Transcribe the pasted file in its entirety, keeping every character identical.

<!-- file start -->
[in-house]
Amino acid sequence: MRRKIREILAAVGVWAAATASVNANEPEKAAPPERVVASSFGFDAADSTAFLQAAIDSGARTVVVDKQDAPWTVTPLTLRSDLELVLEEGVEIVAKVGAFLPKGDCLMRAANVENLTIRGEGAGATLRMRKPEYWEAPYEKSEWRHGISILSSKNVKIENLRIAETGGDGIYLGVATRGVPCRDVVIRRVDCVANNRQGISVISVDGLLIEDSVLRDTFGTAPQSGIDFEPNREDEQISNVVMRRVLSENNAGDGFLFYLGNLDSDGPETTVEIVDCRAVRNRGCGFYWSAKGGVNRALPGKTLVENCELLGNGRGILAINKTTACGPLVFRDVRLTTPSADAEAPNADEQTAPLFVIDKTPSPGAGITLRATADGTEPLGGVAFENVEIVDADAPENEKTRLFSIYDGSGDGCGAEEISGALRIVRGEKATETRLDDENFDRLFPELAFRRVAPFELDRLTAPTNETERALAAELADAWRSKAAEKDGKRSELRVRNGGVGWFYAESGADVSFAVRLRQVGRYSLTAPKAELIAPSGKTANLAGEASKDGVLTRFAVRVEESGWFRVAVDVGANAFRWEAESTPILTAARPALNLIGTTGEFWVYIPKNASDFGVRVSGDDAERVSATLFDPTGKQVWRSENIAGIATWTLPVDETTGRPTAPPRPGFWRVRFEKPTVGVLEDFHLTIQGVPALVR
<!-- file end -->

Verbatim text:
[in-house]
Amino acid sequence: MRRKIREILAAVGVWAAATASVNANEPEKAAPPERVVASSFGFDAADSTAFLQAAIDSGARTVVVDKQDAPWTVTPLTLRSDLELVLEEGVEIVAKVGAFLPKGDCLMRAANVENLTIRGEGAGATLRMRKPEYWEAPYEKSEWRHGISILSSKNVKIENLRIAETGGDGIYLGVATRGVPCRDVVIRRVDCVANNRQGISVISVDGLLIEDSVLRDTFGTAPQSGIDFEPNREDEQISNVVMRRVLSENNAGDGFLFYLGNLDSDGPETTVEIVDCRAVRNRGCGFYWSAKGGVNRALPGKTLVENCELLGNGRGILAINKTTACGPLVFRDVRLTTPSADAEAPNADEQTAPLFVIDKTPSPGAGITLRATADGTEPLGGVAFENVEIVDADAPENEKTRLFSIYDGSGDGCGAEEISGALRIVRGEKATETRLDDENFDRLFPELAFRRVAPFELDRLTAPTNETERALAAELADAWRSKAAEKDGKRSELRVRNGGVGWFYAESGADVSFAVRLRQVGRYSLTAPKAELIAPSGKTANLAGEASKDGVLTRFAVRVEESGWFRVAVDVGANAFRWEAESTPILTAARPALNLIGTTGEFWVYIPKNASDFGVRVSGDDAERVSATLFDPTGKQVWRSENIAGIATWTLPVDETTGRPTAPPRPGFWRVRFEKPTVGVLEDFHLTIQGVPALVR